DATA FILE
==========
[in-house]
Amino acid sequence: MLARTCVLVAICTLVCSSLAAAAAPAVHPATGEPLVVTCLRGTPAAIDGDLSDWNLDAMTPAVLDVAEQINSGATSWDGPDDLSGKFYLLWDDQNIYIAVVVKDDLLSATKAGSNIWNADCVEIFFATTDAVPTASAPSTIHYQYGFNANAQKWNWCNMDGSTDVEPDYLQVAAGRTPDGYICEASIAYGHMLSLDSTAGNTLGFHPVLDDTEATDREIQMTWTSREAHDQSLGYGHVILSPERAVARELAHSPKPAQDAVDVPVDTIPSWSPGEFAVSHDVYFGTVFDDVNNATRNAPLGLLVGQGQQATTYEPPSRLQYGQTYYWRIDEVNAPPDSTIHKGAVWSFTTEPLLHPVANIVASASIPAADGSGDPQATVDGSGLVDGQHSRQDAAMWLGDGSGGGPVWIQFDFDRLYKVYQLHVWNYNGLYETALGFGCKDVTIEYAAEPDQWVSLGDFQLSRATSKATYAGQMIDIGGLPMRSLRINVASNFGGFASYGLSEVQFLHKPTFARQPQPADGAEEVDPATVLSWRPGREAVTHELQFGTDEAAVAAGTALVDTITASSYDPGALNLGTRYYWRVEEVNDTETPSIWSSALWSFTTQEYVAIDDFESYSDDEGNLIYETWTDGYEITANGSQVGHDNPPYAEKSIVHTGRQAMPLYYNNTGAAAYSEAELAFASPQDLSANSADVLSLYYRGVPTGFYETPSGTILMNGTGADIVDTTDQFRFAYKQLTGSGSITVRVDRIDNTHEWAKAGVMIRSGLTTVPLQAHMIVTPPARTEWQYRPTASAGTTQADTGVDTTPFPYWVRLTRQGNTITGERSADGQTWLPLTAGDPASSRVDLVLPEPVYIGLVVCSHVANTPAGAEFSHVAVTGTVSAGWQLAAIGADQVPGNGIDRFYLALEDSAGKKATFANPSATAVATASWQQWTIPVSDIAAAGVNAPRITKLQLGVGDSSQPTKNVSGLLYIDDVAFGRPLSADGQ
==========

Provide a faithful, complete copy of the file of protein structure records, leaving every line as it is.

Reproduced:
[in-house]
Amino acid sequence: MLARTCVLVAICTLVCSSLAAAAAPAVHPATGEPLVVTCLRGTPAAIDGDLSDWNLDAMTPAVLDVAEQINSGATSWDGPDDLSGKFYLLWDDQNIYIAVVVKDDLLSATKAGSNIWNADCVEIFFATTDAVPTASAPSTIHYQYGFNANAQKWNWCNMDGSTDVEPDYLQVAAGRTPDGYICEASIAYGHMLSLDSTAGNTLGFHPVLDDTEATDREIQMTWTSREAHDQSLGYGHVILSPERAVARELAHSPKPAQDAVDVPVDTIPSWSPGEFAVSHDVYFGTVFDDVNNATRNAPLGLLVGQGQQATTYEPPSRLQYGQTYYWRIDEVNAPPDSTIHKGAVWSFTTEPLLHPVANIVASASIPAADGSGDPQATVDGSGLVDGQHSRQDAAMWLGDGSGGGPVWIQFDFDRLYKVYQLHVWNYNGLYETALGFGCKDVTIEYAAEPDQWVSLGDFQLSRATSKATYAGQMIDIGGLPMRSLRINVASNFGGFASYGLSEVQFLHKPTFARQPQPADGAEEVDPATVLSWRPGREAVTHELQFGTDEAAVAAGTALVDTITASSYDPGALNLGTRYYWRVEEVNDTETPSIWSSALWSFTTQEYVAIDDFESYSDDEGNLIYETWTDGYEITANGSQVGHDNPPYAEKSIVHTGRQAMPLYYNNTGAAAYSEAELAFASPQDLSANSADVLSLYYRGVPTGFYETPSGTILMNGTGADIVDTTDQFRFAYKQLTGSGSITVRVDRIDNTHEWAKAGVMIRSGLTTVPLQAHMIVTPPARTEWQYRPTASAGTTQADTGVDTTPFPYWVRLTRQGNTITGERSADGQTWLPLTAGDPASSRVDLVLPEPVYIGLVVCSHVANTPAGAEFSHVAVTGTVSAGWQLAAIGADQVPGNGIDRFYLALEDSAGKKATFANPSATAVATASWQQWTIPVSDIAAAGVNAPRITKLQLGVGDSSQPTKNVSGLLYIDDVAFGRPLSADGQ